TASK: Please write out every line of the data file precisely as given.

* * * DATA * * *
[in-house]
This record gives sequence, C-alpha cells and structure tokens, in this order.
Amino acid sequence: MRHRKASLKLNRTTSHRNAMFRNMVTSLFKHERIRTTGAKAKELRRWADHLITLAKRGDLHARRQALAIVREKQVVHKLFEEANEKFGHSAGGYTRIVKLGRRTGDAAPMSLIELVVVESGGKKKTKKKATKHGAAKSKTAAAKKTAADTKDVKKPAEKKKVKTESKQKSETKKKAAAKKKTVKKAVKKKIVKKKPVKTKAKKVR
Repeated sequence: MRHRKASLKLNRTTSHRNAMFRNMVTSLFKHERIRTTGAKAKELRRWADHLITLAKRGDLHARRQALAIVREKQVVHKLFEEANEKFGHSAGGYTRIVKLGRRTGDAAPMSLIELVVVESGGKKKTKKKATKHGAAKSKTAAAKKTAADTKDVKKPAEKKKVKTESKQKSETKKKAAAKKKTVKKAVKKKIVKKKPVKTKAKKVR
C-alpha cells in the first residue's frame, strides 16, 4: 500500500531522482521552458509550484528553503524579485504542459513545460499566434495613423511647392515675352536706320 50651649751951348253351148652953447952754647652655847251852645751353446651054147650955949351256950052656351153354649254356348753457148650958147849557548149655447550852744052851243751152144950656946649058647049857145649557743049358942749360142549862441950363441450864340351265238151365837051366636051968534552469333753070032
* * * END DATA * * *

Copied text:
[in-house]
This record gives sequence, C-alpha cells and structure tokens, in this order.
Amino acid sequence: MRHRKASLKLNRTTSHRNAMFRNMVTSLFKHERIRTTGAKAKELRRWADHLITLAKRGDLHARRQALAIVREKQVVHKLFEEANEKFGHSAGGYTRIVKLGRRTGDAAPMSLIELVVVESGGKKKTKKKATKHGAAKSKTAAAKKTAADTKDVKKPAEKKKVKTESKQKSETKKKAAAKKKTVKKAVKKKIVKKKPVKTKAKKVR
Repeated sequence: MRHRKASLKLNRTTSHRNAMFRNMVTSLFKHERIRTTGAKAKELRRWADHLITLAKRGDLHARRQALAIVREKQVVHKLFEEANEKFGHSAGGYTRIVKLGRRTGDAAPMSLIELVVVESGGKKKTKKKATKHGAAKSKTAAAKKTAADTKDVKKPAEKKKVKTESKQKSETKKKAAAKKKTVKKAVKKKIVKKKPVKTKAKKVR
C-alpha cells in the first residue's frame, strides 16, 4: 500500500531522482521552458509550484528553503524579485504542459513545460499566434495613423511647392515675352536706320 50651649751951348253351148652953447952754647652655847251852645751353446651054147650955949351256950052656351153354649254356348753457148650958147849557548149655447550852744052851243751152144950656946649058647049857145649557743049358942749360142549862441950363441450864340351265238151365837051366636051968534552469333753070032